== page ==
Rain...flooding – just another typical summer bank holiday in Suffolk
- Credit: Archant
The final summer bank holiday of the year was a wash out, causing traffic chaos in parts of Suffolk, with roads flooding and cars getting stuck.
The worst-hit areas were to the west and north of the county, with road closures in Mildenhall and other roads barely passable near Bury St Edmunds due to surface-water flooding.
Mildenhall, where Mill Street was closed for several hours by police, saw an estimated 25mm of rainfall yesterday – the wettest place in the whole of the country.
Bury saw around 12mm to 16mm. To the south of the county just over 6mm to 8mm of rain was recorded, with most seeing a comparatively dryer day.
The wet weather caused queues of traffic on the A143 just outside Bury, which was hosting the second day of the popular Food and Drink Festival. The A14 westbound near junction 43 was also closed briefly after surface water caused a car to aquaplane.
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Yesterday is set to be the wettest this week but, according to Weatherquest forecaster Dan Holley, the sun will not be coming back in force any time soon.
He said: “It has certainly been very wet today in the region, particularly in Norfolk and the north of Suffolk.
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“Large parts of Suffolk only saw around 6mm, which is fairly normal compared to parts of Norfolk which had already seen 20mm by the morning.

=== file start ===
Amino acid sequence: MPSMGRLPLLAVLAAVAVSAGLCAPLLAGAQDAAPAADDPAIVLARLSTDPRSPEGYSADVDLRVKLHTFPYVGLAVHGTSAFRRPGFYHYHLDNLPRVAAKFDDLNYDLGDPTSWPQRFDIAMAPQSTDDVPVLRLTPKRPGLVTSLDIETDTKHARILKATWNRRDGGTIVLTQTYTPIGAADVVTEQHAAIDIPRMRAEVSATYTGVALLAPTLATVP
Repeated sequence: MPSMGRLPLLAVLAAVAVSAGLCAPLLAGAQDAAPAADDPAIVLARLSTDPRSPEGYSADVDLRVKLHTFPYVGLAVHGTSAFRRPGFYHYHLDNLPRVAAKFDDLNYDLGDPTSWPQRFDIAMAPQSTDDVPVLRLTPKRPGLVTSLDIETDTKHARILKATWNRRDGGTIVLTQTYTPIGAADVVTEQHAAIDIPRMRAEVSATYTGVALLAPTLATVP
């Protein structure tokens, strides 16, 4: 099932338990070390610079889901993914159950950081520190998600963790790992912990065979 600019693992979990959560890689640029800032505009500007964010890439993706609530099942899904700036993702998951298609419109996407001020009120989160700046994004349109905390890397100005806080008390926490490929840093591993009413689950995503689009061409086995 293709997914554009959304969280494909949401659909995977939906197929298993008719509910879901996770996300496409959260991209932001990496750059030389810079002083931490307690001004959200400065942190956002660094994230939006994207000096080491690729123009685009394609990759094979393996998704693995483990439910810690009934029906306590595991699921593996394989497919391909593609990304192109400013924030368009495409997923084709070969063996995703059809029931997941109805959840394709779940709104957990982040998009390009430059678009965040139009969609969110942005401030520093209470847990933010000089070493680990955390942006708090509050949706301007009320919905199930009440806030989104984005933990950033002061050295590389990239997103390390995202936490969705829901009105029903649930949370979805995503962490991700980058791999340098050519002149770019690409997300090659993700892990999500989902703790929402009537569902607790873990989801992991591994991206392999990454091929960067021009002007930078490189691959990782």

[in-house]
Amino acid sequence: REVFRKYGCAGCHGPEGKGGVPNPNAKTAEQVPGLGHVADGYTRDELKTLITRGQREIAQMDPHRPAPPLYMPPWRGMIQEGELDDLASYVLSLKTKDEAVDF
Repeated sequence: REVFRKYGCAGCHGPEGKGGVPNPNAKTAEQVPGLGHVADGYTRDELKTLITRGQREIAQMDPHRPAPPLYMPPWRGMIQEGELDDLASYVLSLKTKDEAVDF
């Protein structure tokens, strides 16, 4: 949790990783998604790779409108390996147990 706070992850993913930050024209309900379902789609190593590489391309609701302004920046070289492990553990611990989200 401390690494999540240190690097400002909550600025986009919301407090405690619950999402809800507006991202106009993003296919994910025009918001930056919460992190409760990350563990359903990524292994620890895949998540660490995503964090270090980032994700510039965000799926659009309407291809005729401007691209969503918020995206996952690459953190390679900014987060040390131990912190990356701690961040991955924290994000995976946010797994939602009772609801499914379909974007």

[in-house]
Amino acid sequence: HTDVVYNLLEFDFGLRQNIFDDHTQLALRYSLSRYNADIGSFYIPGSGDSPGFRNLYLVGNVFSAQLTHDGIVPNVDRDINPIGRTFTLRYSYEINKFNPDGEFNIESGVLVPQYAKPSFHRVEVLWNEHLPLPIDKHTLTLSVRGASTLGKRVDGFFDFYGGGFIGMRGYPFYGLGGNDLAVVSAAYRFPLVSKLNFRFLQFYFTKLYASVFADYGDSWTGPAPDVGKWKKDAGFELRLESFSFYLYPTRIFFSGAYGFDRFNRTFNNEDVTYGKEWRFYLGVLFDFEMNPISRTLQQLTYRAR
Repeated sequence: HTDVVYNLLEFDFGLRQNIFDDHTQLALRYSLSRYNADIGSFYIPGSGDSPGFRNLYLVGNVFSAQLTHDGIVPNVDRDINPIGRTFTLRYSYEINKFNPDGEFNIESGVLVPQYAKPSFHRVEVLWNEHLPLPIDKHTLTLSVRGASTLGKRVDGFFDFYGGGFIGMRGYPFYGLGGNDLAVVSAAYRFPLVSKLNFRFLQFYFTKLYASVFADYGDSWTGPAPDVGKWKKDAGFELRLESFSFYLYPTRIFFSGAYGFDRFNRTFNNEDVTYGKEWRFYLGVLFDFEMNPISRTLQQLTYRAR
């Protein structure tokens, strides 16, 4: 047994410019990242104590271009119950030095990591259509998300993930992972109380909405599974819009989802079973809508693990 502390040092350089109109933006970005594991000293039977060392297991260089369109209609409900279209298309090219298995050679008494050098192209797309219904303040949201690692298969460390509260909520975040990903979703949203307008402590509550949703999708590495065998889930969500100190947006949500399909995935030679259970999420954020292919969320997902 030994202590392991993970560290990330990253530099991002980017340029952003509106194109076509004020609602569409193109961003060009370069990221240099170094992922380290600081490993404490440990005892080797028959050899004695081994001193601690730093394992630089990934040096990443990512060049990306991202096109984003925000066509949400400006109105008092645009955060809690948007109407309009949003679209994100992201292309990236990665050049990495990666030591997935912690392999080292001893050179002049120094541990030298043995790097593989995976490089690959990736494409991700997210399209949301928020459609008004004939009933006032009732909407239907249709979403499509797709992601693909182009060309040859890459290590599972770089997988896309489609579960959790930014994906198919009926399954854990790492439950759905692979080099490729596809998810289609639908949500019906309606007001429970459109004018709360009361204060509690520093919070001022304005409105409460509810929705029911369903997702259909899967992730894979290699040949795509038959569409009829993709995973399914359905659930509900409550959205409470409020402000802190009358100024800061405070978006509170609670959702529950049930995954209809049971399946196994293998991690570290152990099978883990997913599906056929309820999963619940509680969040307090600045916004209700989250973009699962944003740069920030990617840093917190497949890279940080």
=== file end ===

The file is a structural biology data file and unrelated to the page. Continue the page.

“The wettest parts of Suffolk have been the likes of Mildenhall and Bury, in the mid northwest of the county. The rain has just been pretty constant all day.
“We have a high pressure sitting to the west of the UK, which is bringing down colder weather from the Atlantic. A high pressure does not always mean nice sunny days. It is going to be dryer on Tuesday and Wednesday, still with showers but mostly dry.
“As we go into the weekend it will become dryer still, probably with a few showers hanging around the coastal areas.
“We can’t expect any sun at the weekend, it will most likely be very cloudy but dry and temperatures during the day of 16C to 18C and dropping into single figures at night.”
Several Environment Agency flood warnings remained in place last night across both Essex and Suffolk due to expected high tides. Affected areas include the coast from Felixstowe to Clacton including Orwell and Stour estuaries, and on to St Peters Flat including the Colne and Blackwater estuaries. The tidal River Deben estuary was also subject to a warning.